Tahbaz, 67, an Iranian American conservationist who also holds British citizenship, was arrested in 2018 and soon after sentenced to 10 years in prison. He was granted a brief furlough in March, when Tehran approved the release of two other foreign nationals, but ultimately forced to return to Evin.

In a Thursday post on the social media platform X, formerly known as Twitter, Tahbaz’s daughter Tara wrote, “We are encouraged by the development today on the conditions of our father and the other American hostages, but they are not free until they are home safely and reunited with their families.”

Shargai, 58, was traveling in Iran with his wife in 2018 when he was detained without explanation. Iranian authorities initially confiscated his American passport, inhibiting him from leaving the country, before re-arresting him in 2020 and handing down a 10-year sentence for espionage.

Family members of all three prisoners said that the men have had to endure solitary confinement and inhumane treatment and that they feared for their loved ones’ safety when a massive fire tore through Evin in October.

While the agreement would be a notable achievement for the Biden administration’s efforts to bring wrongfully detained Americans home, it does not include any terms related to Iran’s nuclear program, which the United Nations’ atomic watchdog organization reports has been rapidly expanding in recent months.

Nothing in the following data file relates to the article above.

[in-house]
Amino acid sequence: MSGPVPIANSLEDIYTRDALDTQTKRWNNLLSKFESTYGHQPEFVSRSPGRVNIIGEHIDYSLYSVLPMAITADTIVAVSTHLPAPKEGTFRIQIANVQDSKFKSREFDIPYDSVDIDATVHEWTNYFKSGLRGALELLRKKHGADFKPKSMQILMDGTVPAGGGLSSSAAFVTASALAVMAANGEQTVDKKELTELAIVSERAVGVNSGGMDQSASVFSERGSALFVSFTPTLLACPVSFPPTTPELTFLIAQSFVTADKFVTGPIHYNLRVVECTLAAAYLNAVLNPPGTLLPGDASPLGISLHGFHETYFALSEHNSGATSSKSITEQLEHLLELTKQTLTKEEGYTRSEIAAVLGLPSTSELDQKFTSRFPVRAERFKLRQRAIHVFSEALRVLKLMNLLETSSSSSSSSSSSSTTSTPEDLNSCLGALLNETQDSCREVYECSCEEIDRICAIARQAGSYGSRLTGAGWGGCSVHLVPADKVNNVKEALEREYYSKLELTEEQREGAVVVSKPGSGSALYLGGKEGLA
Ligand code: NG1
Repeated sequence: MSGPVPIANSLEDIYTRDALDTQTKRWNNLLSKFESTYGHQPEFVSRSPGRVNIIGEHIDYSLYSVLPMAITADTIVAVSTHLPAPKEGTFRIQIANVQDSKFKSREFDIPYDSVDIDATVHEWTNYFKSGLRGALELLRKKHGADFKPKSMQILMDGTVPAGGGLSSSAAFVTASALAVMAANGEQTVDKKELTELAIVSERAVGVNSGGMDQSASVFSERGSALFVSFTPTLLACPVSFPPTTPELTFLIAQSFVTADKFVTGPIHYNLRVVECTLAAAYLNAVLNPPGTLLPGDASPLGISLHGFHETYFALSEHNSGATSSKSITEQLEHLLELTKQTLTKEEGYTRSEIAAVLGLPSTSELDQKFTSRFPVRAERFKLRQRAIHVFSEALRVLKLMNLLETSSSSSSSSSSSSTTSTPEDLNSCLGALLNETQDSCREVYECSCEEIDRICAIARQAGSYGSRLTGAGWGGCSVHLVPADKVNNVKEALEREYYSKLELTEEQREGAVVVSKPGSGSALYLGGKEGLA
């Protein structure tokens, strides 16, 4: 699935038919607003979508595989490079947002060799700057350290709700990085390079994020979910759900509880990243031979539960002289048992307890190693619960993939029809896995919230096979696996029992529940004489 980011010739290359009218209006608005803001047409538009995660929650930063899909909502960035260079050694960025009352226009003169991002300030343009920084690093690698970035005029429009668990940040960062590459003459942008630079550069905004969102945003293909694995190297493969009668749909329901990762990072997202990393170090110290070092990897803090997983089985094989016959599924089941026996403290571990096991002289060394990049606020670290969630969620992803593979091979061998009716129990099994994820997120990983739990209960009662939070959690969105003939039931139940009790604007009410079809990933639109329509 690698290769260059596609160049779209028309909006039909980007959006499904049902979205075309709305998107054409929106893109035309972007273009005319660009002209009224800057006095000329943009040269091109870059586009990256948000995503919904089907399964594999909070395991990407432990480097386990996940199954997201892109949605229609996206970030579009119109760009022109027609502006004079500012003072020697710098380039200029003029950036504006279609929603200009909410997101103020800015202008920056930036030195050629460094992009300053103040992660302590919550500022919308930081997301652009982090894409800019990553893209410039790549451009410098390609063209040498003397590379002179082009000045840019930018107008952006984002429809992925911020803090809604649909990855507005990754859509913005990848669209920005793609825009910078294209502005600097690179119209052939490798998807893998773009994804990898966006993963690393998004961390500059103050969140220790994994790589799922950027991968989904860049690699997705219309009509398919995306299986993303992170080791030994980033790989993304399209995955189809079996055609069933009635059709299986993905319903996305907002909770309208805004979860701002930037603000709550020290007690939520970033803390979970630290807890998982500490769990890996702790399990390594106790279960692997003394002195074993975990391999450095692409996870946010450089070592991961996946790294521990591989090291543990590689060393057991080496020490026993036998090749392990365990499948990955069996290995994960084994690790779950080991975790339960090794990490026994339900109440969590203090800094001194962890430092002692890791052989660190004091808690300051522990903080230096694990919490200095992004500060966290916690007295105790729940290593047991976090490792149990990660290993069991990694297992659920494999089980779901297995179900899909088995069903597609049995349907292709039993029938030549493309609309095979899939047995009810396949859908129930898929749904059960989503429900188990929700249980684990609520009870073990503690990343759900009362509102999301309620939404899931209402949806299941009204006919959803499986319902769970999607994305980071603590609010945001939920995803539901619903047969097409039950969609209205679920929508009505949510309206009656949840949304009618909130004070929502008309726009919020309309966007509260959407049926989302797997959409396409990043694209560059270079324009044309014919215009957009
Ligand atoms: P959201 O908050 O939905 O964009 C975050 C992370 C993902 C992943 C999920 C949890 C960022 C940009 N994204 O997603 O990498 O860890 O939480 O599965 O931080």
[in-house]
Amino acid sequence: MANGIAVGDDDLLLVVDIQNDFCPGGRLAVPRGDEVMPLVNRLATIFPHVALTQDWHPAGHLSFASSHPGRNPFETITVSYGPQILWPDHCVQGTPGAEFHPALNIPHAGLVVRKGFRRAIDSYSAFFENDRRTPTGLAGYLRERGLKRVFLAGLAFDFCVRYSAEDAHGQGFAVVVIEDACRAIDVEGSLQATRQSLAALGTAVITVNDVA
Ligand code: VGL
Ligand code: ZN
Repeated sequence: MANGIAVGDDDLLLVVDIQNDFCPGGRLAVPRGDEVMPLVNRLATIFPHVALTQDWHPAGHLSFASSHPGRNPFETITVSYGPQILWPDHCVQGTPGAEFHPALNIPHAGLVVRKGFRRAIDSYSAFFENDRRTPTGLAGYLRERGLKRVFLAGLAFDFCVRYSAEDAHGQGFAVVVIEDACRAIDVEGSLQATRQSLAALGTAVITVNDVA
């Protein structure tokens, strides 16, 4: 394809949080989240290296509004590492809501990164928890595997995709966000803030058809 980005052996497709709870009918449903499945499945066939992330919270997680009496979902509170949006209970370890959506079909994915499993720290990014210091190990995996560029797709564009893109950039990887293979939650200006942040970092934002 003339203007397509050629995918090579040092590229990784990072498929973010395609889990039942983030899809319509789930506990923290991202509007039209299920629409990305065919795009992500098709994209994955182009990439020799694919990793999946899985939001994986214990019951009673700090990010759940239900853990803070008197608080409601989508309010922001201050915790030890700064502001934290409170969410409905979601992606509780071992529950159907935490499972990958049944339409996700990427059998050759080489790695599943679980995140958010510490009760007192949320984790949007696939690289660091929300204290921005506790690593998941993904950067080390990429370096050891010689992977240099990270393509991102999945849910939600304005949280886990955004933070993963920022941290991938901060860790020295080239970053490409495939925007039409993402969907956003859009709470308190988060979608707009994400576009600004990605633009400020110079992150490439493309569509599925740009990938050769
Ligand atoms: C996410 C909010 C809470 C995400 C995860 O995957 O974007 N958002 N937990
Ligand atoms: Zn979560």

In 2018, then-President Donald Trump exited a major nuclear agreement with Iran known as the Joint Comprehensive Plan of Action.

When Biden entered office, his administration promised to broker a “longer and stronger” version of the pact but has so far failed to strike any agreement limiting Iran’s nuclear program.

Nuclear negotiations and talks aimed at securing the release of detainees have taken place on separate tracks, but their positive results have often aligned during periods when Washington and Tehran have displayed an increased willingness to cooperate.

However, there’s currently no indication that the latest round of talks will yield any progress on the nuclear front.